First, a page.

“In Lion we Trust”
(Est. 1952) “BAC | Credomatic is the leading financial institution in the Central American region, with a regional strategy and standard interconnected systems. It has more than 2 million customers, using a diversified range of products, regional branches and an extensive network of ATMs. It has leadership in the credit card market in the acquiring business (64% market share) and issuing business (32% market share). The BAC Financial Network began in 1952 in Nicaragua with the establishment of the Bank of America and later Credomatic began operations in 1971 as the first credit card company in this country. From its early years the strategy was to grow in an orderly manner, investing in high quality assets and continuously strengthening the institution’s assets.”
Lippincott project page
The new BAC Credomatic required a design system to signal relevance, creativity and momentum. We updated the iconic lion and emboldened the company’s recognizable red. We stacked the name for a more compact and integrated look, allowing the lion to stand tall in both digital and physical environments. Custom illustrations reflect the importance of each individual country, and, when combined, they provide a playful reminder of the bank’s regional scale.
Images (opinion after)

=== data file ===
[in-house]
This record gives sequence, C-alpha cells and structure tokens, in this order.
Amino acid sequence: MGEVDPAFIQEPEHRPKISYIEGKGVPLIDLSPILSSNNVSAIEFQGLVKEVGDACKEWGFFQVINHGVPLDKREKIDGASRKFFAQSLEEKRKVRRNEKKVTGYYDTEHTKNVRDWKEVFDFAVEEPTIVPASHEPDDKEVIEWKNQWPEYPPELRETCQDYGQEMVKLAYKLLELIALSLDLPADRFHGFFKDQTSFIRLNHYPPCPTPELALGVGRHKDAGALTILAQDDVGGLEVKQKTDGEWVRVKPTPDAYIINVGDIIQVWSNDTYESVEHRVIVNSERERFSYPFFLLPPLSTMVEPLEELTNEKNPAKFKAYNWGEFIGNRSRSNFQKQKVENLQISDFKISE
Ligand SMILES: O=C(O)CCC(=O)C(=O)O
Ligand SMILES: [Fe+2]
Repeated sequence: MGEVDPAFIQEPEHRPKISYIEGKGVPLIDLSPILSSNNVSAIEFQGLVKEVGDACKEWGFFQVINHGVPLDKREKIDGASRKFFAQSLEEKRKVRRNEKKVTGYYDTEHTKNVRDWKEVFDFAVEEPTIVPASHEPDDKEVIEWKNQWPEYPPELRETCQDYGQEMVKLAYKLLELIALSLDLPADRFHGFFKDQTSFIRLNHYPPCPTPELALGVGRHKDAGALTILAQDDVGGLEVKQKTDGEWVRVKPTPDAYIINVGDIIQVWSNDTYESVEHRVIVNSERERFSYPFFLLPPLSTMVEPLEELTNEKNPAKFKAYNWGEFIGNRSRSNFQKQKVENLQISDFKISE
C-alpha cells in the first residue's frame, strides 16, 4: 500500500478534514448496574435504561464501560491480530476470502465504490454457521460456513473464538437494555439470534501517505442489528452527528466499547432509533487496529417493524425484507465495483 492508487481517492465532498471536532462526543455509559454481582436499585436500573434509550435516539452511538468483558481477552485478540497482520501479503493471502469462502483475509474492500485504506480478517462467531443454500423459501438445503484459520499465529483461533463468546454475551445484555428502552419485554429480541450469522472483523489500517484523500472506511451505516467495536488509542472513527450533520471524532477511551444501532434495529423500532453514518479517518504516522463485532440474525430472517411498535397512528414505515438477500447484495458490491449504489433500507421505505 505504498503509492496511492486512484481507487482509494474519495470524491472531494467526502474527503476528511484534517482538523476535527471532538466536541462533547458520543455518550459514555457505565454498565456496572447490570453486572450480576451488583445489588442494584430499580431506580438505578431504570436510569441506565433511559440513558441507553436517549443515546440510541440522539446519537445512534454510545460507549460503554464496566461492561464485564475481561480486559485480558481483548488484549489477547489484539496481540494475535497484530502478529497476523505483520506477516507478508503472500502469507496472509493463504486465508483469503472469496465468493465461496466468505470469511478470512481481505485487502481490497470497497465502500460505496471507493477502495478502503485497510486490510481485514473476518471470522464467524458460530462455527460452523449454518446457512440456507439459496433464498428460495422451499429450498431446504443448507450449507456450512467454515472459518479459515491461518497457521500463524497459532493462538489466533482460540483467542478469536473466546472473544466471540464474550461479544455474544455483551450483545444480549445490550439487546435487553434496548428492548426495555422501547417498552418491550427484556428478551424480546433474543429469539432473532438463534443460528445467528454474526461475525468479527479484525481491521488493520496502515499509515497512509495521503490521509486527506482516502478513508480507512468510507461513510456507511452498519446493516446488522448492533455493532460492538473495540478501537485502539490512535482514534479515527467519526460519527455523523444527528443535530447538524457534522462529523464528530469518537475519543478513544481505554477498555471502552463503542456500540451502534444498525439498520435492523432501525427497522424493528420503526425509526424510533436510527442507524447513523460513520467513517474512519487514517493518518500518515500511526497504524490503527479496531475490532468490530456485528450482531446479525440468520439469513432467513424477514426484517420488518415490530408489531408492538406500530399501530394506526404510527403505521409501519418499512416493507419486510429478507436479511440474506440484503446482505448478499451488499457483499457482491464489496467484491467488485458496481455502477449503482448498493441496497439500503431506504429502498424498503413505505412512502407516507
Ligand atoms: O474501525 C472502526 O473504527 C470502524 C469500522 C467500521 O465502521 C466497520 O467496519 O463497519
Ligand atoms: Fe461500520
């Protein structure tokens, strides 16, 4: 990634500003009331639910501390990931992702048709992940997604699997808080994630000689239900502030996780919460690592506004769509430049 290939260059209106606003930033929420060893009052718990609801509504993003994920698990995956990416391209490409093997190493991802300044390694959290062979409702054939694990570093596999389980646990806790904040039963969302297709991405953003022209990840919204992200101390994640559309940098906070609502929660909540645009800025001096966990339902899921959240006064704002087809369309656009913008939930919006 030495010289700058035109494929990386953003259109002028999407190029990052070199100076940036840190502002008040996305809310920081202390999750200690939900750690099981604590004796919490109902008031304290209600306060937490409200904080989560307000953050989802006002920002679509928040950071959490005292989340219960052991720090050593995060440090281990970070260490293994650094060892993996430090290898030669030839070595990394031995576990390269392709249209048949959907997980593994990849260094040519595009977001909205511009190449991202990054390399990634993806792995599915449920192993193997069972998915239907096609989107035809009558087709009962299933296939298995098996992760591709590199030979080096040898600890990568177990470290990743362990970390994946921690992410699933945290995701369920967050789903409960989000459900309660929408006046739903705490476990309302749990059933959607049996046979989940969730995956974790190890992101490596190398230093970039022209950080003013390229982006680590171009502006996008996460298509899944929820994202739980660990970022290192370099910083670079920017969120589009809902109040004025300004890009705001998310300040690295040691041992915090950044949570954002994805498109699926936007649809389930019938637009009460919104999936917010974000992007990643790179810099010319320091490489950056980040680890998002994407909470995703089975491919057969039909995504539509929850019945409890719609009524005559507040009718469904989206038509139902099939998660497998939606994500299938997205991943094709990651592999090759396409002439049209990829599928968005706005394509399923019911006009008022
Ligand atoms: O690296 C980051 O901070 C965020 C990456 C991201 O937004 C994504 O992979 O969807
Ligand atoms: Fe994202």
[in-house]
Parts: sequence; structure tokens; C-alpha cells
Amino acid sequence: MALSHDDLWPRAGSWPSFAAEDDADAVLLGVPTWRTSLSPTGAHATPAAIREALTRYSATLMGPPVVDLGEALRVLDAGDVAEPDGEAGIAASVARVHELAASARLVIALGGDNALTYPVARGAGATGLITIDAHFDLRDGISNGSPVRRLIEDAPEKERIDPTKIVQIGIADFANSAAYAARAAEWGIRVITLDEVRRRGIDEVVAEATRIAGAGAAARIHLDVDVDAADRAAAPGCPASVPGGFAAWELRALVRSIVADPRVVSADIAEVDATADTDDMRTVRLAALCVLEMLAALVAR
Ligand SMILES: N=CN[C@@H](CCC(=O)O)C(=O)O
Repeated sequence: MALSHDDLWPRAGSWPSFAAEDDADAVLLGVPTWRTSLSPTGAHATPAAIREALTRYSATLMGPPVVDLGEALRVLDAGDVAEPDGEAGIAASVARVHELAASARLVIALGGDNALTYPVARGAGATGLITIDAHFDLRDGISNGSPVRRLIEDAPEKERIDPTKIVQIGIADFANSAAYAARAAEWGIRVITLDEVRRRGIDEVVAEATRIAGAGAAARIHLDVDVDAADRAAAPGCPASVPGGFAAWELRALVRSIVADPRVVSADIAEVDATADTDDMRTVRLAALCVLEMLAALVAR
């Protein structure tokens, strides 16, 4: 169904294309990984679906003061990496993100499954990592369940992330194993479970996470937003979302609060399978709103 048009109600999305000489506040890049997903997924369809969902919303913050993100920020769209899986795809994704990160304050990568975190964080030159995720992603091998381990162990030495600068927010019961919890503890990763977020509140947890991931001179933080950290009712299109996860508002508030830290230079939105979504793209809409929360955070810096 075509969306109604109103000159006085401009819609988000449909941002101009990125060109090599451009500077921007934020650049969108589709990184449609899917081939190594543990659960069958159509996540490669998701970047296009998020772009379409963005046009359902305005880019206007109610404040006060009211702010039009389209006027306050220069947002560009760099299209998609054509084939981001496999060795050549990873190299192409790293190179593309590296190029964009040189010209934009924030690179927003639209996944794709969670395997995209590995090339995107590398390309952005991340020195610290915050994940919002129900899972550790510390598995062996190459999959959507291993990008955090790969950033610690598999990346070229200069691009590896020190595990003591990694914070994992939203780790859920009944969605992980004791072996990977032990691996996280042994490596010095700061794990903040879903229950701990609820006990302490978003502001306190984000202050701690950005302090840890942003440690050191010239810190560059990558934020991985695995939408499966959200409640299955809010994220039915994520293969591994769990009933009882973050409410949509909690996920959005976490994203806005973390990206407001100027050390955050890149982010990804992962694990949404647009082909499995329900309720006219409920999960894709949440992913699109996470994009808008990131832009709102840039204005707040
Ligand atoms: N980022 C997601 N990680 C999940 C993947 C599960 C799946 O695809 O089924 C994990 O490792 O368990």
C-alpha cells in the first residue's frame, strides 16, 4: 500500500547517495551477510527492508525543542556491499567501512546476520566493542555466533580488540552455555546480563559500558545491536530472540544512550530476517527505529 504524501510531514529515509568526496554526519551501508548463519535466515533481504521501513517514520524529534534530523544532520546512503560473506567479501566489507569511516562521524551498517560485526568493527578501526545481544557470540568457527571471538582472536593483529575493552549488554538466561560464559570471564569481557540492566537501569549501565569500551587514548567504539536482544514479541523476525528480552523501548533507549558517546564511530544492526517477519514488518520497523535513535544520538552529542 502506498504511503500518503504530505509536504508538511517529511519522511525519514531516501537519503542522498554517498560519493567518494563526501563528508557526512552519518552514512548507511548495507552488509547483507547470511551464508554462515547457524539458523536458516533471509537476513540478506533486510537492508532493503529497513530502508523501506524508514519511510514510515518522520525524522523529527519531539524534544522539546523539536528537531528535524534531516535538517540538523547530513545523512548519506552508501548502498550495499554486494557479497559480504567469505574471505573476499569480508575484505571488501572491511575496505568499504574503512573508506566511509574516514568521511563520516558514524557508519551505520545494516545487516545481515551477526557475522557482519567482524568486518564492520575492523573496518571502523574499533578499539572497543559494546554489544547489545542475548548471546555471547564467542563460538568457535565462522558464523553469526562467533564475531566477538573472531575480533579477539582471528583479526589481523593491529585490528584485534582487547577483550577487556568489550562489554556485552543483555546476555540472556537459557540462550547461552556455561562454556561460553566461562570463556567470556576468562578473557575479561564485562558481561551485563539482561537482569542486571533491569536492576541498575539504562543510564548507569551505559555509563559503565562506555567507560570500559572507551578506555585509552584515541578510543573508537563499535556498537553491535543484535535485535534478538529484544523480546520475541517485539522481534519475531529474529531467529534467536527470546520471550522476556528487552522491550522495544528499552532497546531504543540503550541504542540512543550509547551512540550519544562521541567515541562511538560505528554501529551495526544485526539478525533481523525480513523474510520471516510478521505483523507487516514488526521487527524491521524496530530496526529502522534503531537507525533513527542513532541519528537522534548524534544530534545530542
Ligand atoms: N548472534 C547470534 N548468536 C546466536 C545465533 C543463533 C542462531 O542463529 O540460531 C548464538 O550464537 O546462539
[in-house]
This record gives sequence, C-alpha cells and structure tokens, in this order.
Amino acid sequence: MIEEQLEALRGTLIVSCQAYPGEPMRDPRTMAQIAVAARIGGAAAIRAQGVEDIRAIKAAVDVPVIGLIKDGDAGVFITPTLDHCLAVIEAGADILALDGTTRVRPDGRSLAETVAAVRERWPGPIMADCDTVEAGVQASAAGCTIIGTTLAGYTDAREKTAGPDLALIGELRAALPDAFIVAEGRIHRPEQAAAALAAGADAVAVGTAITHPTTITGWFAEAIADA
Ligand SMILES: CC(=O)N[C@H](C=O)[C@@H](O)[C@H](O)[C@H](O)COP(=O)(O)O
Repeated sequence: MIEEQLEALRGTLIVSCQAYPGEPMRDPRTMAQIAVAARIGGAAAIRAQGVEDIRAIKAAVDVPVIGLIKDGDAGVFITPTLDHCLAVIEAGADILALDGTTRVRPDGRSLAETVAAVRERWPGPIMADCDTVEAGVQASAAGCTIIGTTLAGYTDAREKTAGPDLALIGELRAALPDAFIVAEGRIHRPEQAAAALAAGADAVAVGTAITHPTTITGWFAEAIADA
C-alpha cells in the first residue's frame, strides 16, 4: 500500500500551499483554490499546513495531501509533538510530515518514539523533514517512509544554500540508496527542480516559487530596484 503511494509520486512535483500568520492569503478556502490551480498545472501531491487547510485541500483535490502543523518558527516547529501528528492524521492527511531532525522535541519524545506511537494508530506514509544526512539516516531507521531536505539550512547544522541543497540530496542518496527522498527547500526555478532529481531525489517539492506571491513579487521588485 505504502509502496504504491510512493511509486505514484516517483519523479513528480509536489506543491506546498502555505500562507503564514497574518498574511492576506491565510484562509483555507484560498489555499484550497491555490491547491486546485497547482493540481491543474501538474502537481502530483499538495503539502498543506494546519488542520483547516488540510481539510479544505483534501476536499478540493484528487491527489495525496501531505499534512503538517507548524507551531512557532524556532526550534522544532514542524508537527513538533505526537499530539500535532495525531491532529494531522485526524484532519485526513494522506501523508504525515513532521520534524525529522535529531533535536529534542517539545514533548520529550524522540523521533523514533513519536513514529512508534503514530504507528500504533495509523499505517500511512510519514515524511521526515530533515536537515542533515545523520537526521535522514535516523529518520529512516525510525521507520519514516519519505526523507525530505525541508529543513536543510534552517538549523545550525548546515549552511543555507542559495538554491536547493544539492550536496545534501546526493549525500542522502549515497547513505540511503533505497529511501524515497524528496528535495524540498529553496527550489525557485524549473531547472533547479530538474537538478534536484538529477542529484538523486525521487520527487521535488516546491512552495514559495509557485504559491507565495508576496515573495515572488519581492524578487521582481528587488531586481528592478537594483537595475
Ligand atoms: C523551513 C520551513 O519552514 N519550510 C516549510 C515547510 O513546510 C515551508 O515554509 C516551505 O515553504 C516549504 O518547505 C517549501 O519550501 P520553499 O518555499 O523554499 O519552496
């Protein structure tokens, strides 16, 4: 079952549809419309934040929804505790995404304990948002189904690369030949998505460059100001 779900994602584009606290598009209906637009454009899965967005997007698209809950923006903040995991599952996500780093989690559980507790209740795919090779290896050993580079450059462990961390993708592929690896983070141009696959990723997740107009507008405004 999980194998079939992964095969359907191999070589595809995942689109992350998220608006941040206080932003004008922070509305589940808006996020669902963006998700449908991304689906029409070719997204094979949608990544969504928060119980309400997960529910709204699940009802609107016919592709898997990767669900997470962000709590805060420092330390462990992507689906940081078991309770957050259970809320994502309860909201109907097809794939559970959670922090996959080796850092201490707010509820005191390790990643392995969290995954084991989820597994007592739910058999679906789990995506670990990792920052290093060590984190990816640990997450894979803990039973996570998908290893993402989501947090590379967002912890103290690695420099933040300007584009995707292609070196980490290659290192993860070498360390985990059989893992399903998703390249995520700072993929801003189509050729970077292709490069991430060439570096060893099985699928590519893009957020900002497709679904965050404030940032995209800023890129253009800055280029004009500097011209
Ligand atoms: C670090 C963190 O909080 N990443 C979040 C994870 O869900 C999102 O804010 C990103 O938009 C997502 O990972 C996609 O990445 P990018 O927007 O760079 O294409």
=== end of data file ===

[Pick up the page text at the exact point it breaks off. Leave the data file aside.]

The old logo was kind of sad, with a lion that had a droopy mane and a sad expression, probably because of the type underneath him. The new logo features an abstract lion icon that I like but dislike at the same time. I like how they have completely simplified the shapes and maintained a semblance of a lion while establishing a very simple, recognizable icon (if not recognizable 100% as a lion, yes 100% recognizable as the logo for BAC | Credomatic). What I think I dislike is its bluntness… like, it’s too brutalist somehow. But maybe I also like it because of that. Sorry, I’m conflicted. Also, if I didn’t know it was a lion, I don’t think I would know it’s a lion. One thing I am sure I dislike is the typography next to it. The “BAC” part is huge and it’s an unattractive typeface that looks less attractive at that size. The applications are all decent and corporate-looking, although the Dribbble-like line illustrations feel completely out of place. Overall, this is a good evolution in that it gives the bank a more buttoned up, corporate aesthetic that makes it come across as a bank with global significance.